Women in Publishing Summit is THIS WEEK!

Register here.

I’ve never been part of something like this before but I’m super excited to see how it works and promote the heck out of it. The organizer, Alexa Bigwarfe, is my walking buddy, neighbor, friend, and publisher.

There’s a ton of great content accessible for free. And even more accessible for the small fee. But ALL ACCESS is the best option and it’s where you’ll get the most out of the Summit. Trust me.

So, my topic was “Make a Living as a Writer” and Alexa and I got talking so that I forgot to include my five tips. So here they are:

  1. Find alternative sources of revenue — you can speak, create online classes, critique others work, present at conferences, and freelance. Whatever you choose, create a spectrum of work for yourself to stay busy and maximize income.
  2. Find strategic partnerships — there are organizations out there promoting writers and their work. Find the ones that will support you and volunteer, serve, and sell until they’re not just a line on your resume, but a crowd in your audience.
  3. Streamline your content — every writer writes about writing so that may not be the best way to build alternate content. But not every writer 1) reviews others’ books, 2) leads discussions on others’ books, or 3) leads workshops on themes in their own work. Pick a topic and then video, blog, and social media the hell out of it. Five or six key things for which you’re known will help establish your expertise.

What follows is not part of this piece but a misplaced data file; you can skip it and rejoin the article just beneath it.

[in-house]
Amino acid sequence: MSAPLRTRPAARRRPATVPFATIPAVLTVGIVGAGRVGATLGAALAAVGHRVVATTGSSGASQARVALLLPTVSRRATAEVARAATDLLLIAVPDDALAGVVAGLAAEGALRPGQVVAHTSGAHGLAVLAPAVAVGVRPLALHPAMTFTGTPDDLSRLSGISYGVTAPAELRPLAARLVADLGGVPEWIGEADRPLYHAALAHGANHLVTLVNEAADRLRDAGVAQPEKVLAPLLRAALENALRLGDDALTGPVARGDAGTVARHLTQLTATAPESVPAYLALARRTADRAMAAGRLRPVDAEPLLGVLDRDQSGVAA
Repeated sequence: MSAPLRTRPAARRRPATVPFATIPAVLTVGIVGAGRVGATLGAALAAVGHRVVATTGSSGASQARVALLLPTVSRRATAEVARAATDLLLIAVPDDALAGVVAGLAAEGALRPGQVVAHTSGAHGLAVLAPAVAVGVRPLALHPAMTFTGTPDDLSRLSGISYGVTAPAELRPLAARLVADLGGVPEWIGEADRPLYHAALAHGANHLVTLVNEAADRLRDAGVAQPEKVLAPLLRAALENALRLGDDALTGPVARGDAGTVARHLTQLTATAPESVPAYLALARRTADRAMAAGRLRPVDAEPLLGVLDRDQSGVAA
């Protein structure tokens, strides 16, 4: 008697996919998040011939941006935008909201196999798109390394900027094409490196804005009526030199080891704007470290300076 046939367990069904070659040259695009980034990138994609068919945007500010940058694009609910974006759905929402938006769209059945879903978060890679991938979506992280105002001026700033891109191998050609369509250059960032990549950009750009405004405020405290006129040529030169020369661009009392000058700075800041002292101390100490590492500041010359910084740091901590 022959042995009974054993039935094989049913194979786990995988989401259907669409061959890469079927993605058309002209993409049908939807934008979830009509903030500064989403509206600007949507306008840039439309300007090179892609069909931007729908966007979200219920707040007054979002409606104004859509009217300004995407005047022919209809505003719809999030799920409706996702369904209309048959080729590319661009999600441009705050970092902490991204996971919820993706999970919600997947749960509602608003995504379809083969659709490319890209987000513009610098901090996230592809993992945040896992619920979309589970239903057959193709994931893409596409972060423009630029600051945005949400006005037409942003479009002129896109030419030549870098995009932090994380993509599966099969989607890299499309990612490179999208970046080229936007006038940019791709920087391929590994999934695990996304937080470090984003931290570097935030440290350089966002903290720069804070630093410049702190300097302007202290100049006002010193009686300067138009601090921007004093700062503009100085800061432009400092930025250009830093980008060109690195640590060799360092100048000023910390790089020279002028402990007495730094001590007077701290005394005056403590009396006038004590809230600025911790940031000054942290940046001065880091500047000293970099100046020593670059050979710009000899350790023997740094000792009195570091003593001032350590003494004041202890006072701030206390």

4. Guest, like, and share others’ work. Zig Zigler says you can get anything you want if you help others get what they want. Becoming a champion of the writers you read is one way to establish your credibility as a contributor in the market. Guest blog for them and offer them guest space on your blog, too. Like and share their posts. Read and review their books. Support them and they’ll support you when it comes time.
  5. Organize collaborative writing work — consider starting a literary journal, editing an anthology for a publisher, or running a writing contest on your own blog or website. Writers who organize can find ways to get paid for that work. Sponsors and submissions are two ways to generate revenue on projects like collections and events.

Years ago, Actors would be contracted to work for a studio. They’d be paid well and expected to appear in a certain number of films per year. Anymore Actors are paid on a per-project basis. They find opportunities in films, commercials, audio work, and promotional work. Some of them get paid to hang out at certain clubs to raise the club’s stature.

Writers have to be more like actors. We need to surrender the fantasy of an agent or publisher loving us enough to contract us like a horse in a stable. Our careers are a string of gigs managed by us. Once we recognize the work a writer’s career will take, we can also see the freedom and opportunity available to us.

In this new landscape of writer autonomy, there is so much opportunity to maximize your skills not just to promote your work, but to create more work — more value — in the literary world.

Alexa and I brainstorm often about how writers can expand their skills and their marketability. We also talk about streams of revenue and how writers can do so much more than write. Register for the Write|Publish|Sell Women in Publishing Summit to access inspirational and instructional videos on this and other topics.

Have some thoughts on how to make a living as a writer? Leave a comment. I’m teaching a course on it in the fall and I’d love to get your take!

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